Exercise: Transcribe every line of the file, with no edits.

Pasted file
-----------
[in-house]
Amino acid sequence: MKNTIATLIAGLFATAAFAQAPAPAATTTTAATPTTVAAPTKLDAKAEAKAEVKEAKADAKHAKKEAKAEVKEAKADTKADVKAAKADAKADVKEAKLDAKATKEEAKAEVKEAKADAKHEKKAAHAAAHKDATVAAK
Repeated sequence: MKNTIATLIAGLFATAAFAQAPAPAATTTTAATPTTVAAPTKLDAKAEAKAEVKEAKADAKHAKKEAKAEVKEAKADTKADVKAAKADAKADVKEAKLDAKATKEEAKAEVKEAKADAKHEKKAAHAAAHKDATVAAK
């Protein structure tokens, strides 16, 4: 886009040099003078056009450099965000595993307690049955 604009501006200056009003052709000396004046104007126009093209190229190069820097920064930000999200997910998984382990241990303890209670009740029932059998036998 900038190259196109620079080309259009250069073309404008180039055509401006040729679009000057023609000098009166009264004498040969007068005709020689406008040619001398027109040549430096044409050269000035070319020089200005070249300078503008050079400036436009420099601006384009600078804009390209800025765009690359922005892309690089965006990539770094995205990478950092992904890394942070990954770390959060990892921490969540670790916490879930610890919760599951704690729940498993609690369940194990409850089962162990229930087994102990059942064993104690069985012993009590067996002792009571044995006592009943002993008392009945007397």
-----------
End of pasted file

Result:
[in-house]
Amino acid sequence: MKNTIATLIAGLFATAAFAQAPAPAATTTTAATPTTVAAPTKLDAKAEAKAEVKEAKADAKHAKKEAKAEVKEAKADTKADVKAAKADAKADVKEAKLDAKATKEEAKAEVKEAKADAKHEKKAAHAAAHKDATVAAK
Repeated sequence: MKNTIATLIAGLFATAAFAQAPAPAATTTTAATPTTVAAPTKLDAKAEAKAEVKEAKADAKHAKKEAKAEVKEAKADTKADVKAAKADAKADVKEAKLDAKATKEEAKAEVKEAKADAKHEKKAAHAAAHKDATVAAK
């Protein structure tokens, strides 16, 4: 886009040099003078056009450099965000595993307690049955 604009501006200056009003052709000396004046104007126009093209190229190069820097920064930000999200997910998984382990241990303890209670009740029932059998036998 900038190259196109620079080309259009250069073309404008180039055509401006040729679009000057023609000098009166009264004498040969007068005709020689406008040619001398027109040549430096044409050269000035070319020089200005070249300078503008050079400036436009420099601006384009600078804009390209800025765009690359922005892309690089965006990539770094995205990478950092992904890394942070990954770390959060990892921490969540670790916490879930610890919760599951704690729940498993609690369940194990409850089962162990229930087994102990059942064993104690069985012993009590067996002792009571044995006592009943002993008392009945007397």